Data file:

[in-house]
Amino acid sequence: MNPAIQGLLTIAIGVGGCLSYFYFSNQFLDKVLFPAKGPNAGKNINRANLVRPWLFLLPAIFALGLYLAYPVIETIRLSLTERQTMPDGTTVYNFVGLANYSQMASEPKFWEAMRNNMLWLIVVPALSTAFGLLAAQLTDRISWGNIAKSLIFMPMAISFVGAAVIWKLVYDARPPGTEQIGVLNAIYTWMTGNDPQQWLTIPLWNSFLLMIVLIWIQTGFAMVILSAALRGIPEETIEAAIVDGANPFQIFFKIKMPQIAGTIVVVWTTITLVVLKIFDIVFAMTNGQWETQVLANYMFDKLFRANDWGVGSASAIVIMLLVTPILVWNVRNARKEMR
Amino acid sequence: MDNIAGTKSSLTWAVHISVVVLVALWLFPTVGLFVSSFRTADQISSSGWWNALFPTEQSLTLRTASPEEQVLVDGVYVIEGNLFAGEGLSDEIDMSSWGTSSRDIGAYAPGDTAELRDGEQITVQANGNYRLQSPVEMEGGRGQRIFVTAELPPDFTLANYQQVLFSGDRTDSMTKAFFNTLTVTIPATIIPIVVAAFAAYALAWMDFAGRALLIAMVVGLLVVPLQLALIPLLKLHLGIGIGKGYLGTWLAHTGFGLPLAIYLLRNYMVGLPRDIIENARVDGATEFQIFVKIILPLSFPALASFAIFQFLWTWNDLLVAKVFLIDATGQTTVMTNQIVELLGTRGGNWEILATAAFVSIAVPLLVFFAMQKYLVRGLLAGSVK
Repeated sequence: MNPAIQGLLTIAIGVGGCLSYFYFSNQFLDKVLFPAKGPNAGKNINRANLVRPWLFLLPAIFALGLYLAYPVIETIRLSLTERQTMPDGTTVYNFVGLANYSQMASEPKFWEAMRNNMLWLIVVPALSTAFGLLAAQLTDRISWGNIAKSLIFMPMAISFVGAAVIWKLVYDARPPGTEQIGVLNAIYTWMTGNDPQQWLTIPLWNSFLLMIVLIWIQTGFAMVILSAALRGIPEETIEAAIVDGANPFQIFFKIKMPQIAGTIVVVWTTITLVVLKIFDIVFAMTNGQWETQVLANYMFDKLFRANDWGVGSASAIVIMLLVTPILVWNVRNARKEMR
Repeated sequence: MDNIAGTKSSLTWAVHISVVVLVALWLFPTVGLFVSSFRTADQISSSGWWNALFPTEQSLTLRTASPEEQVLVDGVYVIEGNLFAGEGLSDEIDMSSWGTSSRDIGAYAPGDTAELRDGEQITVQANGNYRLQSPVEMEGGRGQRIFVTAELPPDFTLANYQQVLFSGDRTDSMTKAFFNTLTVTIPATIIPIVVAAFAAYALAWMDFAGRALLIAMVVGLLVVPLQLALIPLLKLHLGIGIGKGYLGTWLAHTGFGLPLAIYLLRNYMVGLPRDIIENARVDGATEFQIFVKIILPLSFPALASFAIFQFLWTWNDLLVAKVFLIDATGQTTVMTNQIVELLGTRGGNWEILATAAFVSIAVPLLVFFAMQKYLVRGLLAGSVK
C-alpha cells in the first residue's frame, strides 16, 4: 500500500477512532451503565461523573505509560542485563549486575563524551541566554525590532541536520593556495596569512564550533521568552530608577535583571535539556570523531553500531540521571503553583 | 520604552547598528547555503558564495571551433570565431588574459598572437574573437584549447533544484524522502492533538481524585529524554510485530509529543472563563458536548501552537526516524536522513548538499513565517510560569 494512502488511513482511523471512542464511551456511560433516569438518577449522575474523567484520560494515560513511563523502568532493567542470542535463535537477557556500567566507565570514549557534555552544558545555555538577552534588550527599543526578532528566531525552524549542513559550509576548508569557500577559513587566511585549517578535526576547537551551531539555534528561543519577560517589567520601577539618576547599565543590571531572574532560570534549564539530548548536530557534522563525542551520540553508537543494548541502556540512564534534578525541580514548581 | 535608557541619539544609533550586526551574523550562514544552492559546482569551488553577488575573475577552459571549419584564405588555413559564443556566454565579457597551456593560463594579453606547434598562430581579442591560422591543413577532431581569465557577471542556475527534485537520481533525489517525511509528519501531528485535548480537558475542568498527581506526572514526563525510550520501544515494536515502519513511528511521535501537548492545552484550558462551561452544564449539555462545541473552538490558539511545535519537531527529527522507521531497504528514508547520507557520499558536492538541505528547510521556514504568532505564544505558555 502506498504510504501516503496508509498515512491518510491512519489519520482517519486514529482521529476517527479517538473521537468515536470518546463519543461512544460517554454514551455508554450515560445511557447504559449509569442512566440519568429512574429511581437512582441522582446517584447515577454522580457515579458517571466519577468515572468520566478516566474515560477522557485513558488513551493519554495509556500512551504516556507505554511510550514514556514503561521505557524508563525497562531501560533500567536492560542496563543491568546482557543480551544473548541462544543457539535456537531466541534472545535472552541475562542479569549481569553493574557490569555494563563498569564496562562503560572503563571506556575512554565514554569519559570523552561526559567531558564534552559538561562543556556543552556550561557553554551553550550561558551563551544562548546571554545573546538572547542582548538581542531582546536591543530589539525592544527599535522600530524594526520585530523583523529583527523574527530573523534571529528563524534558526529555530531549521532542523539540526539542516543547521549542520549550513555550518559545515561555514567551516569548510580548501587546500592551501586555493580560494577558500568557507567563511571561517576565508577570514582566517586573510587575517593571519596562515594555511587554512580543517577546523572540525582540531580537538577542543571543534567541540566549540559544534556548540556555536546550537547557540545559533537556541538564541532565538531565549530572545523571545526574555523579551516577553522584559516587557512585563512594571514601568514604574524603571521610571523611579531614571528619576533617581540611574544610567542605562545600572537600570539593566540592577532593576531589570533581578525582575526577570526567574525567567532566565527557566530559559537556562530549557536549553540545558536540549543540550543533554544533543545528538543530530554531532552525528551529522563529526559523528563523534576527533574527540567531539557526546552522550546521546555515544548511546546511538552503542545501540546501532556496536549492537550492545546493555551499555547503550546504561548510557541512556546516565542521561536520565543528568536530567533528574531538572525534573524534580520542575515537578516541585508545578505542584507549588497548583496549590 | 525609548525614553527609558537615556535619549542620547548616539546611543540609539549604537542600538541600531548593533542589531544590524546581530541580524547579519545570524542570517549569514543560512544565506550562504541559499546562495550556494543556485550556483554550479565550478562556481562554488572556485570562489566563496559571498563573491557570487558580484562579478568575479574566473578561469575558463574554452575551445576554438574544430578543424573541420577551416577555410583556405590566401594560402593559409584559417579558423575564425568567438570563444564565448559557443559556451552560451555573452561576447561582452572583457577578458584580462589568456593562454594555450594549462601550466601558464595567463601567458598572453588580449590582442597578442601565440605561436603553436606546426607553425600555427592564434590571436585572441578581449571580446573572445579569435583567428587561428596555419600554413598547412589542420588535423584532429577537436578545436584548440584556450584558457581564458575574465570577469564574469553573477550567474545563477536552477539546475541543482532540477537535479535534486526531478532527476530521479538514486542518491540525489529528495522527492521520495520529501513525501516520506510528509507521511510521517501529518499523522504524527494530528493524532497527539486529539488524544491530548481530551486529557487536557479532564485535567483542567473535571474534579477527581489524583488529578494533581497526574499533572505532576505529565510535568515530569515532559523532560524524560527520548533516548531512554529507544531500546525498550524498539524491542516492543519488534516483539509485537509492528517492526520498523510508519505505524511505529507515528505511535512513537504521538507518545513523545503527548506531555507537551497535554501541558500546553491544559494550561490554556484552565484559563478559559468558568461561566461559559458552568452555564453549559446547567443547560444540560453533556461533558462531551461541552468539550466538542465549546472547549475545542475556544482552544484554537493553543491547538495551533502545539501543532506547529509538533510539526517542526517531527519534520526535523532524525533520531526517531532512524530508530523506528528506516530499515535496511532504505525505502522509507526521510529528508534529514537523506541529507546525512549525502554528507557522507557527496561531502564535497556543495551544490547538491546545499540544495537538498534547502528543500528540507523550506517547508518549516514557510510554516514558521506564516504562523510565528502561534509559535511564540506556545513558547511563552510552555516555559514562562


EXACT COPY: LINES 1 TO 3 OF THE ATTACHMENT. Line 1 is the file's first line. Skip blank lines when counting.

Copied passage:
[in-house]
Amino acid sequence: MNPAIQGLLTIAIGVGGCLSYFYFSNQFLDKVLFPAKGPNAGKNINRANLVRPWLFLLPAIFALGLYLAYPVIETIRLSLTERQTMPDGTTVYNFVGLANYSQMASEPKFWEAMRNNMLWLIVVPALSTAFGLLAAQLTDRISWGNIAKSLIFMPMAISFVGAAVIWKLVYDARPPGTEQIGVLNAIYTWMTGNDPQQWLTIPLWNSFLLMIVLIWIQTGFAMVILSAALRGIPEETIEAAIVDGANPFQIFFKIKMPQIAGTIVVVWTTITLVVLKIFDIVFAMTNGQWETQVLANYMFDKLFRANDWGVGSASAIVIMLLVTPILVWNVRNARKEMR
Amino acid sequence: MDNIAGTKSSLTWAVHISVVVLVALWLFPTVGLFVSSFRTADQISSSGWWNALFPTEQSLTLRTASPEEQVLVDGVYVIEGNLFAGEGLSDEIDMSSWGTSSRDIGAYAPGDTAELRDGEQITVQANGNYRLQSPVEMEGGRGQRIFVTAELPPDFTLANYQQVLFSGDRTDSMTKAFFNTLTVTIPATIIPIVVAAFAAYALAWMDFAGRALLIAMVVGLLVVPLQLALIPLLKLHLGIGIGKGYLGTWLAHTGFGLPLAIYLLRNYMVGLPRDIIENARVDGATEFQIFVKIILPLSFPALASFAIFQFLWTWNDLLVAKVFLIDATGQTTVMTNQIVELLGTRGGNWEILATAAFVSIAVPLLVFFAMQKYLVRGLLAGSVK